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Features

Spirited outpouring of support as local distillery makes hand sanitizer for first responders

Flanked by whiskey barrels, Rush Creek Distilling co-owners are Jeff McCarthy (clockwise from front), Todd Stricker, Jay Nolan and Mark Stricker.
Flanked by whiskey barrels, Rush Creek Distilling co-owners are Jeff McCarthy (clockwise from front), Todd Stricker, Jay Nolan and Mark Stricker.

Along with the whiskey, vodka and gin it usually produces, Rush Creek Distilling in Harvard has started making hand sanitizer for first responders.

Mark Stricker, one of the partners at Rush Creek Distilling, said they got the idea from other distillers in the area who began making hand sanitizer in response to the COVID-19 pandemic.

“We thought it was a great idea,” Stricker said. “We can get something to first responders, to people who are charged with keeping us safe; let's keep them safe.”

Because there is a short supply, the FDA issued a policy allowing distilleries to make alcohol-based hand sanitizer.

Stricker said Rush Creek is following the guidelines of the FDA and World Health Organization. The solution it uses contains rubbing alcohol, ethanol, glycerin, hydrogen peroxide and distilled water.

“We put it all in a tank and mix it up and wait until … all the molecules combine, which is suggested for up to 72 hours,” Stricker said. “Then we bottle it from that point. It's very specific; it's a higher alcohol content than what you buy in the store.”

Store-bought hand sanitizer is often 60% alcohol by volume; Rush Creek Distilling’s is more than 80%.

Rush Creek’s objective is to get sanitizer to as many first responders as it can.

Stricker said they have taken donations from local businesses, who have supplied them with raw materials. Pedigree Ovens and Consolidated Container Company, both in Harvard, have both been good to the distillery, he said. Copy Express, in Woodstock, also supplied them with hand sanitizer labels.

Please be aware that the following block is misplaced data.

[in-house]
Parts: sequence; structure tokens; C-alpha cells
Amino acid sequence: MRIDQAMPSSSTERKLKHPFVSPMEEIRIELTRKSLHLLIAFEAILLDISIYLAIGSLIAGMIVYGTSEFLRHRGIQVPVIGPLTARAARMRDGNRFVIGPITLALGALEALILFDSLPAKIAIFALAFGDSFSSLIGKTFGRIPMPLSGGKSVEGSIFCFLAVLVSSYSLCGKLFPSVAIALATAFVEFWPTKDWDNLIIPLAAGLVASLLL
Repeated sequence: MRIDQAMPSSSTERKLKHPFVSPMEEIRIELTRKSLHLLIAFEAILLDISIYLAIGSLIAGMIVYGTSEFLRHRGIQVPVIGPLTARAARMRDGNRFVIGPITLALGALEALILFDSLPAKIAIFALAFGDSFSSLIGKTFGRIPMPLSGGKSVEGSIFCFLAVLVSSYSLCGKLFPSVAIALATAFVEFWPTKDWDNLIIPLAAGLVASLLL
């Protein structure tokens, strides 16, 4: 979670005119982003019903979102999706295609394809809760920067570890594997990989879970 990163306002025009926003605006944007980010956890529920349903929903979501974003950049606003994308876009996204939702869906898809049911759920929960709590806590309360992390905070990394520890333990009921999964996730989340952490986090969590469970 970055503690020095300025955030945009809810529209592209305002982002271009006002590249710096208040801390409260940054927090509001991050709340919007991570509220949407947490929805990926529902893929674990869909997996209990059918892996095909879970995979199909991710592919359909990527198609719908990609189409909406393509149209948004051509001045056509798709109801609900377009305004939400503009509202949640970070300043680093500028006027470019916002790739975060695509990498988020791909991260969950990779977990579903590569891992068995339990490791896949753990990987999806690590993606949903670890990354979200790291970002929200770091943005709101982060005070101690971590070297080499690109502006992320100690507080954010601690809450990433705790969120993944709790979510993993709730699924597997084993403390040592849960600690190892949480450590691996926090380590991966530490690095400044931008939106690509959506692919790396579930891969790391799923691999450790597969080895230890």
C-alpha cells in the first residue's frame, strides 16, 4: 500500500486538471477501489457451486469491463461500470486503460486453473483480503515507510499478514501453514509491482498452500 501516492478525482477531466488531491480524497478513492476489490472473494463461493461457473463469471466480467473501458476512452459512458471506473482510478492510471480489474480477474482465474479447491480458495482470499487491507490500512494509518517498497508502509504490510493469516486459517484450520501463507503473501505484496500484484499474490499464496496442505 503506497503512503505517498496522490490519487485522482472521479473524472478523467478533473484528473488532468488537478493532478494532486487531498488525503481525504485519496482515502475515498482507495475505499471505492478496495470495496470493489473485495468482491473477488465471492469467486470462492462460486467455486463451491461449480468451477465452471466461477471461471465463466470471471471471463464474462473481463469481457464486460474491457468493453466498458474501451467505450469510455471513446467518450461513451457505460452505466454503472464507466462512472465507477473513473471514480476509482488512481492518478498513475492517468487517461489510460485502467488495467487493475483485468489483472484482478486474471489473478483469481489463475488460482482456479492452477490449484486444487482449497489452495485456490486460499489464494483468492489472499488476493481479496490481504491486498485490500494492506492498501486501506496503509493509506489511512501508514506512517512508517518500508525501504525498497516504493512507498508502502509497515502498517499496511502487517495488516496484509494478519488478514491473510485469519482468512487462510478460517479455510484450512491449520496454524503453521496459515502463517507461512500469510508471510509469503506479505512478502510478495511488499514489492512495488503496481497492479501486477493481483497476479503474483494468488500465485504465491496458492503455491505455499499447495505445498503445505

“It’s heartwarming,” Stricker said. “When I reach out for containers to put this stuff in, I've got a great response. … Everybody’s trying to do the same thing, the right thing.”

In addition, their customers have been very generous, Stricker added.

“It's been great,” Stricker said. “When I reached out to people, they are actually making calls on my behalf to find some of these things.”

Rush Creek Distilling cannot ship the product, because it is highly flammable, so first responders have to come to the store and pick it up.

Local departments that have gotten some of Rush Creek’s hand sanitizer include Marengo and Union's police and fire personnel, and police in Crystal Lake, Woodstock and Lakemoor.

“It’s a pretty long list,” Stricker said.

Their reach has extended even farther than Illinois, with Rush Creek supplying sanitizer to police and fire departments in Wisconsin.

“I suppose there’s just a shortage of [hand sanitizer],” Stricker said. “People are using it more because of the coronavirus. It's just human nature I guess: get as much as you can.”

Being considered an essential business, Rush Creek Distilling at 1501 W. Diggins St. still is able to open weekends, but not its tasting rooms, and has limited hours from 1 to 5 p.m. Friday, noon to 4 p.m. Saturday and 11 a.m. to 3 p.m. Sunday (rushcreekdistilling.com).

The distillery is giving away 4-ounce containers to customers for free, with a limit of two at a time.

“When they come in, they come and pick up a couple bottles … they'll throw some money in the donation bucket,” Stricker said. “People are supporting us, so that's nice. People have been stopping by, picking up their essential relax-time spirits, and grabbing a bottle of hand sanitizer to stay safe.”

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